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Re: Call for Proposals re: #314 HTTP2 and http:// URIs on the "open" internet

From: Michael Sweet <msweet@apple.com>
Date: Wed, 20 Nov 2013 07:59:15 -0500
Cc: Matthew Kerwin <matthew@kerwin.net.au>, Mark Nottingham <mnot@mnot.net>, HTTP Working Group <ietf-http-wg@w3.org>
Message-id: <B81EF1C8-6EB4-4445-9643-4FAEFECA8AAD@apple.com>
To: Grahame Grieve <grahame@healthintersections.com.au>
Grahame,

On Nov 19, 2013, at 9:20 PM, Grahame Grieve <grahame@healthintersections.com.au> wrote:
> +1.
> 
> Unless you propose to simply ban non-TLS HTTP/2 altogether under any
> circumstance, this becomes a policy issue, and belongs elsewhere (and,
> in fact, what about that is specific to http/2? - probably negotiated
> upgrade, which is not possible in http/1)

HTTP/1.1 supports negotiated upgrade via the Upgrade and Connection headers. RFC 2817 describes how to use it to upgrade the current hop to TLS.


> 
> Grahame
> 
> 
> On Wed, Nov 20, 2013 at 12:53 PM, Matthew Kerwin <matthew@kerwin.net.au> wrote:
>> On 20 November 2013 11:02, Mark Nottingham <mnot@mnot.net> wrote:
>>> 
>>> <https://github.com/http2/http2-spec/issues/314>
>>> 
>>> 
>>> So far, we don't have any text for this issue, so I'm asking for proposals
>>> to be made now.
>>> 
>>> If we can't get consensus (or if one isn't made), the default is to leave
>>> the specification as-is; that is, we'll continue to define how to use
>>> HTTP/2.0 for both http:// and https://, and implementations will choose
>>> which scheme(s) they support for the new protocol. You're welcome to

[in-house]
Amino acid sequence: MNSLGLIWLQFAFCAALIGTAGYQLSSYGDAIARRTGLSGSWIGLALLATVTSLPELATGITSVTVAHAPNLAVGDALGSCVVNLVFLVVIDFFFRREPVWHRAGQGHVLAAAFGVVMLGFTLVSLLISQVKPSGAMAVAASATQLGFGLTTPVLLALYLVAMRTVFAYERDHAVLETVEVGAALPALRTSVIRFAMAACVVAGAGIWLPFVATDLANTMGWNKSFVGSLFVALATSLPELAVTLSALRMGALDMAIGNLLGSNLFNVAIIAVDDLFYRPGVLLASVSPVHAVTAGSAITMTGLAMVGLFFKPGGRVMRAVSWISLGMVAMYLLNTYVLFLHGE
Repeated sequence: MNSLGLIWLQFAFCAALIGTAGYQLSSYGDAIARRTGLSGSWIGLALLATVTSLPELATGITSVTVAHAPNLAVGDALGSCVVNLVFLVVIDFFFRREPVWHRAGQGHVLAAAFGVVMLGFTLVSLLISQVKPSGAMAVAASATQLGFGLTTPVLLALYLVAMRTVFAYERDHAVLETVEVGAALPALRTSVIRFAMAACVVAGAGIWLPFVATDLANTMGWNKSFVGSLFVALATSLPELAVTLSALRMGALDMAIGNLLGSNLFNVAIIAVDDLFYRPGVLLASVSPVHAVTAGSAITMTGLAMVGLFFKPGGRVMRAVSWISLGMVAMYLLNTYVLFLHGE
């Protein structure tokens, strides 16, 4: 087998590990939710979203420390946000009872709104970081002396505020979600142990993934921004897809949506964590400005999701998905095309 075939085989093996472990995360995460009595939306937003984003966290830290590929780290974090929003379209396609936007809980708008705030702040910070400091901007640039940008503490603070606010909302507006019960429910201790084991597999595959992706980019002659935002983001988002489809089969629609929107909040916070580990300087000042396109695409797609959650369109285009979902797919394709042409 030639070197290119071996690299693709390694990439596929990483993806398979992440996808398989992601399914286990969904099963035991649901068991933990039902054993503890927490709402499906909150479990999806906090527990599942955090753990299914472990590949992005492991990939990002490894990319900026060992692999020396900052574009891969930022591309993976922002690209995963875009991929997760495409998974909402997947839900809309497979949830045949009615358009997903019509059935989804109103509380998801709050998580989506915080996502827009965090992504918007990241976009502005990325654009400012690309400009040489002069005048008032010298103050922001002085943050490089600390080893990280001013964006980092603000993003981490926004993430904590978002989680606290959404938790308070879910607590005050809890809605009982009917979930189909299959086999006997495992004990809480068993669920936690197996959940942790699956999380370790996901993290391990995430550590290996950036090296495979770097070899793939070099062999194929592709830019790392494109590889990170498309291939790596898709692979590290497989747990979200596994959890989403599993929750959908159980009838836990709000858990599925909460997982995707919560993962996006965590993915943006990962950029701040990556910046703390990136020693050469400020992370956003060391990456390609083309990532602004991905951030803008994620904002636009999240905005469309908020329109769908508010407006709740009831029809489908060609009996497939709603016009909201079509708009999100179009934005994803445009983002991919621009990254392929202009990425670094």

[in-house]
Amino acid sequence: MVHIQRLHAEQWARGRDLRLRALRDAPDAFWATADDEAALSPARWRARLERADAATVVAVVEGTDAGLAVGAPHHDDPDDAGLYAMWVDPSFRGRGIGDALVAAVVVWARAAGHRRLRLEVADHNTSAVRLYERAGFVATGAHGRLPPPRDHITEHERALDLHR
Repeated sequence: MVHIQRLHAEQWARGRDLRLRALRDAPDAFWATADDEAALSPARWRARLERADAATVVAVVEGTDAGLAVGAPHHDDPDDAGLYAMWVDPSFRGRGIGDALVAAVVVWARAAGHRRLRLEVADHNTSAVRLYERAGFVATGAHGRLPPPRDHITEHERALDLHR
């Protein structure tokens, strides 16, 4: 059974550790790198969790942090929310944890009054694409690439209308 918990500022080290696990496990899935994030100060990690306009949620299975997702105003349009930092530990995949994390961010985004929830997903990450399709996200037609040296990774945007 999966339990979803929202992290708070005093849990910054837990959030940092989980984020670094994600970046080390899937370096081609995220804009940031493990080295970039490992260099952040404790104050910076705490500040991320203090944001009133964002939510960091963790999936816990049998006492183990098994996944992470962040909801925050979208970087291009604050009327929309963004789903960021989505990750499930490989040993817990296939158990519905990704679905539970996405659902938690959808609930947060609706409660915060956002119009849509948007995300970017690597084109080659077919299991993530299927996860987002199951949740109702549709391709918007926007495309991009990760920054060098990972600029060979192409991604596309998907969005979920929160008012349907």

>>> explicitly propose the status quo, of course.
>> 
>> 
>> I explicitly propose the status quo: leave any recommendation (normative or
>> otherwise) out of the base HTTP/2.0 spec.  Instead I suggest we/you/someone
>> create a separate (informational?) document describing these issues.
>> 
>> At the least, I would imagine the base spec to be (hopefully) current and
>> useful for decades, whereas what various browsers do or don't support, or
>> even what browsers exist or matter in the market, might be a bit more
>> transient; thus any documentation that depends on them should be equally
>> versatile.  Updating or obsoleting an informational RFC would be a lot
>> easier than keeping a "that's *so* 2013" social reference in the HTTP/2.0
>> spec, and possibly pointing out to people that it, in fact, no longer
>> applies, or whatever.
>> 
>> --
>>  Matthew Kerwin
>>  http://matthew.kerwin.net.au/
> 
> 
> 
> -- 
> -----
> http://www.healthintersections.com.au /
> grahame@healthintersections.com.au / +61 411 867 065
> 

_______________________________________________________________
Michael Sweet, Senior Printing System Engineer, PWG Chair
Received on Wednesday, 20 November 2013 12:59:46 UTC

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